Decisions, Decisions

Decisions, Decisions

Light Bulb: No Such Thing as a Right Decision

I think there’s no such thing as “right” decision.  The recovering perfectionist in me wants to believe there is. That with enough time, research, assessing and over thinking I can make sure that I make the most right decisions I can.  

And the deal is I’m slowly, learning to re-define how I think about a “right” decision.  Of course I want to be aligned with my integrity and spirit. 

Where I go a little haywire is more from my ego side of things, where I want to be sure every decision I make turns out wonderfully, is successful, flows, and only creates positive outcomes. But, most choices in our life contain great things AND challenging things.

Questioning Things

With my old definition of the “right decision” I spent a lot of time in indecision.

Don’t get me wrong, it’s great to question things and to do your due diligence research wise. The actions themselves aren’t the problem, it’s the tension driving them. When you’re so concerned with making the “right decision” it can sometimes lead to no decision.

And so into my world a new definition of “right decision” has been born.

Ask yourself:

  • Do I want to do it?


  • Will I learn something from it?


  • Does it energize me?


If I answered yes to these questions, "I’m totally in."  

Will I feel scared? Will I stumble? Will I make a different decision down the line? Maybe.

What do You Desire? Do that... & So What?

But here’s the deal. So what? Right decisions have nothing to do with outcomes, not really, and have everything to do with desire. That they create a great outcome is awesome, but not necessarily an indicator of a decision being “right.”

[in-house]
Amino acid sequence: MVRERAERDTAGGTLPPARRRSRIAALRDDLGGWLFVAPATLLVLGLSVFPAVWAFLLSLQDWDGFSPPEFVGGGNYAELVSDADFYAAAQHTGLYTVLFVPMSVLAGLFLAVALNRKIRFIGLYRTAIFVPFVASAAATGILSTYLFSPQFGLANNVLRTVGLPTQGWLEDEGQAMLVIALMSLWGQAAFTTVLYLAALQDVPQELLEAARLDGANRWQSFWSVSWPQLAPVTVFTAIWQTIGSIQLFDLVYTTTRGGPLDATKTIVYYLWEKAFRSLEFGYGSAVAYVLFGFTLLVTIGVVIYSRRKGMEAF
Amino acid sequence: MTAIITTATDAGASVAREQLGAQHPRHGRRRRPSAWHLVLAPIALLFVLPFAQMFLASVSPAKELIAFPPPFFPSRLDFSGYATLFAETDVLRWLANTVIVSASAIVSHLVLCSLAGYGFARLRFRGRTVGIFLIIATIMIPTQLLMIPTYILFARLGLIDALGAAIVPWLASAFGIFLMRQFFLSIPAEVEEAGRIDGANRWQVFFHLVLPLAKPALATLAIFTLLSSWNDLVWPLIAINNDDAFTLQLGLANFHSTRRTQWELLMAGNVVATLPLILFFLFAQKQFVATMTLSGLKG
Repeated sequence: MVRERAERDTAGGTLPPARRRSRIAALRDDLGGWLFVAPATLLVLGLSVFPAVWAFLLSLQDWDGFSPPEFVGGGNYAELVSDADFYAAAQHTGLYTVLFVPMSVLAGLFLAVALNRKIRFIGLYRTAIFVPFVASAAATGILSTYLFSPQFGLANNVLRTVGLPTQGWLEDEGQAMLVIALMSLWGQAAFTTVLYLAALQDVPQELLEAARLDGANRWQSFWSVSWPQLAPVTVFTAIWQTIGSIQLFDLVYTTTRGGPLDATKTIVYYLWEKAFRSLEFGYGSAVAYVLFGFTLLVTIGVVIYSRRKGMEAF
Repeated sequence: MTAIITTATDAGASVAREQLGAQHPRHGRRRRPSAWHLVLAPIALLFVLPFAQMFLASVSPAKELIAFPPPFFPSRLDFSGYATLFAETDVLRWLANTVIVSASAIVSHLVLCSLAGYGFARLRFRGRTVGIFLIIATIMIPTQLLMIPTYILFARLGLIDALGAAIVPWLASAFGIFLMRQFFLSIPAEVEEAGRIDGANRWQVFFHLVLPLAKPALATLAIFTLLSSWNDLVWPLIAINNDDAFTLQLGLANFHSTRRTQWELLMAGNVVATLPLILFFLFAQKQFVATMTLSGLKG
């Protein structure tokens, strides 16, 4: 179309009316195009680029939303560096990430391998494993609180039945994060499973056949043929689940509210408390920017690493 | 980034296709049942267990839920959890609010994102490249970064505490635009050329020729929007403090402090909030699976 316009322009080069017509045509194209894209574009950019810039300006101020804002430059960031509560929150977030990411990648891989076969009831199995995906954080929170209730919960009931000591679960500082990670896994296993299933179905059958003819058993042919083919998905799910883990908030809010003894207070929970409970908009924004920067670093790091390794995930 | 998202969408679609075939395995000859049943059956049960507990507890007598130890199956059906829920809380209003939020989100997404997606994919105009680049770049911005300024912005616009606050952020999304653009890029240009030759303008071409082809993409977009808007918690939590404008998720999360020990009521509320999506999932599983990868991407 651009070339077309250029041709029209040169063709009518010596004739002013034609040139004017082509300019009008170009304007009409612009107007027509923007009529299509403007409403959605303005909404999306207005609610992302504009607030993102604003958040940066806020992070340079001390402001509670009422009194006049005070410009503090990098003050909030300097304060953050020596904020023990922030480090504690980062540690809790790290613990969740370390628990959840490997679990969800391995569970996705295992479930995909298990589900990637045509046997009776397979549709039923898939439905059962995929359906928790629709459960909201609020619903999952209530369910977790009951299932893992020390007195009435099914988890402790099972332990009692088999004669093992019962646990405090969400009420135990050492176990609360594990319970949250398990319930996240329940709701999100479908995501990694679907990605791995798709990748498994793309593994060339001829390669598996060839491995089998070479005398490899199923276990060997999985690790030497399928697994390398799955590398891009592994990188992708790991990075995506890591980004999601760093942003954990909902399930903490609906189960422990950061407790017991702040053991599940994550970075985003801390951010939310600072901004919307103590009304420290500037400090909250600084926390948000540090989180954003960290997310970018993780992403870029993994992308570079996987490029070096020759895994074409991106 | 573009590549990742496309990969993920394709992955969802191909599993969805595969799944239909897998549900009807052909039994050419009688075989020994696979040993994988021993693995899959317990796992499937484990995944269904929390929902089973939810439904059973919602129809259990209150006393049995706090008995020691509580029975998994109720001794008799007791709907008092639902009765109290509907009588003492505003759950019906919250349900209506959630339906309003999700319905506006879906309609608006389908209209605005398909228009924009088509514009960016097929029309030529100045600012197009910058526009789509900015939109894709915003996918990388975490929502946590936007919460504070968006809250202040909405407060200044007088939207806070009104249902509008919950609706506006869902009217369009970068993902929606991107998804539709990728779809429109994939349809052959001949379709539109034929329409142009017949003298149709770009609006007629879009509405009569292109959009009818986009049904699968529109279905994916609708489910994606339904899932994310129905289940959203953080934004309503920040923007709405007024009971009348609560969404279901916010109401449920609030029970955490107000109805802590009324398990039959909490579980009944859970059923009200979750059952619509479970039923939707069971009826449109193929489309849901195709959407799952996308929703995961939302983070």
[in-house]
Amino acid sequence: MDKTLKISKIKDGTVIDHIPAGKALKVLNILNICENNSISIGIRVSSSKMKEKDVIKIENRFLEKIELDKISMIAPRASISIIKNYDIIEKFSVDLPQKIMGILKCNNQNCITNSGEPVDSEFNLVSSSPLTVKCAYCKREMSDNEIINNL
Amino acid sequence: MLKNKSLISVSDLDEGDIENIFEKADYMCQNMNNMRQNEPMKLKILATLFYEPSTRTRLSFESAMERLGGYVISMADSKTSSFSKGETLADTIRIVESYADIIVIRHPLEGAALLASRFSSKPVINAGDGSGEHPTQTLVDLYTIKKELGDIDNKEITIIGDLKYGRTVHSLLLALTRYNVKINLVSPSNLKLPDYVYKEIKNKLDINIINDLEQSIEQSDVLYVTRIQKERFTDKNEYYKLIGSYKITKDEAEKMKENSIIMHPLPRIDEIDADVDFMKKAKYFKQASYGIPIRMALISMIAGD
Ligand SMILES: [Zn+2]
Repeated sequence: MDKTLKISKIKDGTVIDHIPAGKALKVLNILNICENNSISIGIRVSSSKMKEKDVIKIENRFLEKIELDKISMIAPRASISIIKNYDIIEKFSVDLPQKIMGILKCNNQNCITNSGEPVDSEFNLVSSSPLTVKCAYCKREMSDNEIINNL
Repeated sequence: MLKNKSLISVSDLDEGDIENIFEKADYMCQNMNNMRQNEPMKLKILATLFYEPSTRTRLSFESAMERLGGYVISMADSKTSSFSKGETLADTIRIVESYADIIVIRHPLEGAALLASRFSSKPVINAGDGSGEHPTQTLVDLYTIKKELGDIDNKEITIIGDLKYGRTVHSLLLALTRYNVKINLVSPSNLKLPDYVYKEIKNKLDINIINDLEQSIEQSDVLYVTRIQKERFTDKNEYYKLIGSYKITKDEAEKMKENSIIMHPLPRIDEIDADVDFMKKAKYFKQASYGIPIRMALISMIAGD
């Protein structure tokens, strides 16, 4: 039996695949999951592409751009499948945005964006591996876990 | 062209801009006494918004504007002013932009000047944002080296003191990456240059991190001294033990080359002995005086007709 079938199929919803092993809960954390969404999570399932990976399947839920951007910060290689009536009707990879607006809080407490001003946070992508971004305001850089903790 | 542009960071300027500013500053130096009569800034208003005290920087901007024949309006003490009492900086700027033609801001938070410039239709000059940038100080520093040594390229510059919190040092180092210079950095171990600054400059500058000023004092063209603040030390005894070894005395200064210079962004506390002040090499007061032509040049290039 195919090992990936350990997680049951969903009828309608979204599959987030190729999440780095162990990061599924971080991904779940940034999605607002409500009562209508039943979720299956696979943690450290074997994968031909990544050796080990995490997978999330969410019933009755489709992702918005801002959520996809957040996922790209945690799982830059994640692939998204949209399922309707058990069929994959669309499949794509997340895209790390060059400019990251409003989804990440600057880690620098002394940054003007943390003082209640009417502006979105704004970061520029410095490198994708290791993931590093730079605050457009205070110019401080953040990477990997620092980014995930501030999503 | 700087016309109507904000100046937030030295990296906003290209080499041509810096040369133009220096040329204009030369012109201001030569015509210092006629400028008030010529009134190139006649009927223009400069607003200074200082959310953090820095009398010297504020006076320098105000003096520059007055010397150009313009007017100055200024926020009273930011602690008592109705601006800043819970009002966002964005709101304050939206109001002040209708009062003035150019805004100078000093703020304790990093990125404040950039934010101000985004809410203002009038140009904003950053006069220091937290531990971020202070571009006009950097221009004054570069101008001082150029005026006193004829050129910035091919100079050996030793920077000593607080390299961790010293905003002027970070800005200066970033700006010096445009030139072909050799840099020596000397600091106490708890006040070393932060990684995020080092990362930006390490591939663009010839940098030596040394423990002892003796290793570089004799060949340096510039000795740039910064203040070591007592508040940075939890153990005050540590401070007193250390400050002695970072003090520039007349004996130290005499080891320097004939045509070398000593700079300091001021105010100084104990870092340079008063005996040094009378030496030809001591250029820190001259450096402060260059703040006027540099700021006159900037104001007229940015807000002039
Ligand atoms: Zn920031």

A Friend Decides to Leave Corporate America

I have a friend, for example, who worked in Corporate America for 20 years. A few years before she left she was asked by a leader why she wasn’t applying for a more senior role that was open. It’s likely she would have had the support if interested. She had declined the opportunity. From the outside you might look and think this was a bad outcome she created for herself, not the “right decision.” She took herself off a track for potential promotion and halted that career trajectory. Brazen move!

In her case, when she answered the three questions for the NEW definition of “right decision,” her choice was based on the fact that she didn’t want to do it and it didn’t energize her. Yes this led to a lot of change in her world. Lots of our choices do. She rode those changes into an entirely different career in a different industry that makes her heart sing! Victory!

Consider that maybe the case is that there is no “wrong decision.”

That every choice we make teaches and helps us grow. And free yourself up to explore the different roads of your life.

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